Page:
In the long interim since her previous album, she solicited compositions from her contemporaries, selected others from her archives, and penned one herself. The care that went into choosing the material and recruiting the musicians for this long-simmering project has yielded Kelly Hogan an album that will stand as a milestone in her career.
The eminently quotable singer has said that the inspiration for this album is what she calls, “The Lurch Period of Pop Music,” referring to the harpsichord-playing Addams Family butler and a time “when The Everly Brothers had ruffly shirts.” While that type of ornate chamber pop may have been the inspiration, there’s nothing frilly-shirted about I Like…. Rather, the song craft, sensibilities, and sound all evoke that golden time, from the mid-to-late '60s, when the record industry invested in quality performers and music of substance that have stood the test of time, and saw that investment rewarded with vast success.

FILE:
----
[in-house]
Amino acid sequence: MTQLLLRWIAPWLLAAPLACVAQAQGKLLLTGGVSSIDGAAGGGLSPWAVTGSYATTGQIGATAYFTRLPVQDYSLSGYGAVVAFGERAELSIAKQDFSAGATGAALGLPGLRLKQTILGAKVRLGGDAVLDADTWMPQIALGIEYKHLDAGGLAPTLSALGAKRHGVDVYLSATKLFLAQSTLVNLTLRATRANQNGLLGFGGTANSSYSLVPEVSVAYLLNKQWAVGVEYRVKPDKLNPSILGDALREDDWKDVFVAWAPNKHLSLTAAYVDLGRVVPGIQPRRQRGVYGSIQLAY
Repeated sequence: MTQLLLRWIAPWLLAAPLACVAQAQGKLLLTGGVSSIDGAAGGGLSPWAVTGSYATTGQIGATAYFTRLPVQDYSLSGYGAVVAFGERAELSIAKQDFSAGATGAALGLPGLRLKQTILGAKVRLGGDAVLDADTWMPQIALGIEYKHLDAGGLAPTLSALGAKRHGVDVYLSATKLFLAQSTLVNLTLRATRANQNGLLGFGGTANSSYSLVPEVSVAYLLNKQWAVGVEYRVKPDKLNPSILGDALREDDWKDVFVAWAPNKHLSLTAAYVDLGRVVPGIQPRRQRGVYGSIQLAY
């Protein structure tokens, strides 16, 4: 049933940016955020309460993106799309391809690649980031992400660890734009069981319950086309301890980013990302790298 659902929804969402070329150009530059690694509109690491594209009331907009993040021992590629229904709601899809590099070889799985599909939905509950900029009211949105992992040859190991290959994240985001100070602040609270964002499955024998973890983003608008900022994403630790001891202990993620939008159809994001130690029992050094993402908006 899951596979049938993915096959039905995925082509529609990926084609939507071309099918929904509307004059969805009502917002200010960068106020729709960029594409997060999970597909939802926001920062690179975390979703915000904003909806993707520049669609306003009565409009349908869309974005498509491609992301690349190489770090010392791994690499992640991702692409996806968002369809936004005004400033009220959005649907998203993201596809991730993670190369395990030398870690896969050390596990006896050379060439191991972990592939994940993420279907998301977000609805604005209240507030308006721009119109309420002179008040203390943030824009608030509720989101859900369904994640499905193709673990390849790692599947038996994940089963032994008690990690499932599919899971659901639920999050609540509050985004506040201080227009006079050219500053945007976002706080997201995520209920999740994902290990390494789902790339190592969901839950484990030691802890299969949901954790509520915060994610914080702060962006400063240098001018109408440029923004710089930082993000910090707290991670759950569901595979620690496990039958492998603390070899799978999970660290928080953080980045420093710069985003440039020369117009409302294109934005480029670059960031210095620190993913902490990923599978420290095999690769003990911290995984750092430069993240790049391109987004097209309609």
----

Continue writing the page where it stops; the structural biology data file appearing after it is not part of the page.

Recorded at Hollywood’s EastWest studios, where much of the Beach Boys’ Pet Sounds was crafted, the album has a clean, bright, natural sound, “Lurch Period” music with all the advantages of 21st century recording technology. If there were any digital doohickeys involved, it sounds like analog arm-wrestled them to insignificance in the mix. The production, by Hogan herself, with Anti-Records' president, Andy Kaulkin, keeps Hogan’s full-bodied vocals in front of strong, straightforward instrumental support from a four-piece band.
And what a band it is. Scott Ligon has stepped into shoes once worn by the estimable Al Anderson, and handles both guitars and extras like vibes and mellotron, here. Bassist Gabriel Roth co-founded Daptone Records, home to his regular gig, Sharon Jones and The Dap-Kings. James Gadson has been called “one of the most-recorded drummers in the history of R&B” and has worked on records by everyone from Charles Wright and the 103rd Street Rhythm Band, to Bill Withers, to Paul McCartney. On organ and piano, a fellow from Memphis named Booker T. Jones. Like his work with the MGs, this band’s backing tracks would make great listening even without the vocals.